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Checklist for the qualitative evaluation of clinical studies with particular focus on external validity and model validity



It is often stated that external validity is not sufficiently considered in the assessment of clinical studies. Although tools for its evaluation have been established, there is a lack of awareness of their significance and application. In this article, a comprehensive checklist is presented addressing these relevant criteria.


The checklist was developed by listing the most commonly used assessment criteria for clinical studies. Additionally, specific lists for individual applications were included. The categories of biases of internal validity (selection, performance, attrition and detection bias) correspond to structural, treatment-related and observational differences between the test and control groups. Analogously, we have extended these categories to address external validity and model validity, regarding similarity between the study population/conditions and the general population/conditions related to structure, treatment and observation.


A checklist is presented, in which the evaluation criteria concerning external validity and model validity are systemised and transformed into a questionnaire format.


The checklist presented in this article can be applied to both planning and evaluating of clinical studies. We encourage the prospective user to modify the checklists according to the respective application and research question. The higher expenditure needed for the evaluation of clinical studies in systematic reviews is justified, particularly in the light of the influential nature of their conclusions on therapeutic decisions and the creation of clinical guidelines.

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It is known that clinical studies can generate discordant results. This observation is addressed scientifically in various ways. Deviant study results may be understood as an expression of spreading or scattering from a supposed true value (whereas deviation depends on the precision of the methods). An alternative approach is to explain differences not statistically but by way of content [1]. In considering individual studies, there should be an estimate to what extent the study conclusions are distorted by systematic factors of bias. Here the focus lies usually on so called internal validity, the comparability of test and control groups. (Detailed definitions of internal validity and other validity categories are given in the methods section). When assessing internal validity a differentiation is made between the following factors:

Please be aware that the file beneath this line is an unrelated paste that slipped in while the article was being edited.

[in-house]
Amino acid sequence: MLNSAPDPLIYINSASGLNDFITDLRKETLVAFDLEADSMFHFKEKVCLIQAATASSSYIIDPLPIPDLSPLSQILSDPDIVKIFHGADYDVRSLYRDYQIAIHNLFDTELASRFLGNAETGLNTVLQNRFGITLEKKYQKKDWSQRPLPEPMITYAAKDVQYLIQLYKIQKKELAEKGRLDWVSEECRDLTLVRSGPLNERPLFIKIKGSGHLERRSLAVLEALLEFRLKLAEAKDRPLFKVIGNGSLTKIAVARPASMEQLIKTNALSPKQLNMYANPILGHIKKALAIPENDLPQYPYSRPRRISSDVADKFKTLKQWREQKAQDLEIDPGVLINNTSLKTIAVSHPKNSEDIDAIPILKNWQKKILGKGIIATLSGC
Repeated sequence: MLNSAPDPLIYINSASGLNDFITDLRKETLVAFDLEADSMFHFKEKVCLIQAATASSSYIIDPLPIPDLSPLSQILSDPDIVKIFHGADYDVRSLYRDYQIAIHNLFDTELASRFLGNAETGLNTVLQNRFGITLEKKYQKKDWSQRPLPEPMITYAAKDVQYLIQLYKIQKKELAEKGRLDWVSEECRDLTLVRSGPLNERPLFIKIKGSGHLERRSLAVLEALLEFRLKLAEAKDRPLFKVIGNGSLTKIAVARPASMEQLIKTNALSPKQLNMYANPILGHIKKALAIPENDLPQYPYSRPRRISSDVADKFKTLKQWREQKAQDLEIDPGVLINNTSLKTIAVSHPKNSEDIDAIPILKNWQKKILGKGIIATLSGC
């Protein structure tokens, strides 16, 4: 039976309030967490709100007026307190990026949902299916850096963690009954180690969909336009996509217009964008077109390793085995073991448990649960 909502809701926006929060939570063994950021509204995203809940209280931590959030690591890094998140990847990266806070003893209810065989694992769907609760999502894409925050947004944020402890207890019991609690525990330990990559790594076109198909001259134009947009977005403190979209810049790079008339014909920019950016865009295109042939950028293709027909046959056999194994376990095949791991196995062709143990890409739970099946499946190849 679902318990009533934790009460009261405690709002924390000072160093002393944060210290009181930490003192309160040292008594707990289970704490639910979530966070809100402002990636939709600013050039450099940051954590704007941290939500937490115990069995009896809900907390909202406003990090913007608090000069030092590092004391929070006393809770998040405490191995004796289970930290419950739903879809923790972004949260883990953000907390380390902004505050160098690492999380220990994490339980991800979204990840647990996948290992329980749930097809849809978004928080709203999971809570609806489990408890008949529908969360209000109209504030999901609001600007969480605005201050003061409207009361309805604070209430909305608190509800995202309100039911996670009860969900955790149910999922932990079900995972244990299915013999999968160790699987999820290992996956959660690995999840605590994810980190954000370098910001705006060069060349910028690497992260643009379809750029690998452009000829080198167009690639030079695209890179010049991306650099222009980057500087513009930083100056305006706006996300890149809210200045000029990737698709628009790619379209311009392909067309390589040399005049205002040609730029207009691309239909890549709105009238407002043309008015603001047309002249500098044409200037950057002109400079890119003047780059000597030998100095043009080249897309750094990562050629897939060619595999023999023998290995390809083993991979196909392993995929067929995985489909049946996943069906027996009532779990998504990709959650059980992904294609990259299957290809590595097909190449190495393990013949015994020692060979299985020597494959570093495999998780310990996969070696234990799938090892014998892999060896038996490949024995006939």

Selection bias: differences between test and control population regarding their structural composition, e.g. in terms of age, gender, duration and severity of illness and others.

Performance bias: differences in the treatment apart from the intervention tested, e.g. more contact, attention or efforts in the verum group.

Detection bias: differences in observation of outcome parameters, e.g. due to inadequate blinding and respective expectations by assessors, due to training effects or others.

Attrition bias: related to differences in dropouts between test and control group.

The goal is to gain the largest possible level of structural, treatment-related and observational similarity between test and control groups through randomisation and blinding, with a subsequent evaluation following the "intention to treat" (ITT) principle [13]. Studies with relative good avoidance of selection, performance, attrition and detection bias, in relation to the test and control populations, are classified as internally valid. Scoring systems have been developed to support the evaluation of internal validity (e.g., the Jadad Score) [46] and assessment criteria of internal validity are also reflected in the EBM hierarchy of study types [79]. In contrast, aspects of external validity that refer to the comparability between the study population and the general population of interest are often neglected in quality assessment and are usually not considered as having a possible distortive effect on an article's conclusion [10, 11]. Rothwell stated in 2005 [11]: "There is concern among clinicians that external validity is often poor [...]. Yet researchers, funding agencies, ethics committees, the pharmaceutical industry, medical journals, and governmental regulators alike all neglect external validity, leaving clinicians to make judgments. However, reporting of the determinants of external validity in trial publications and systematic reviews is usually inadequate [...]."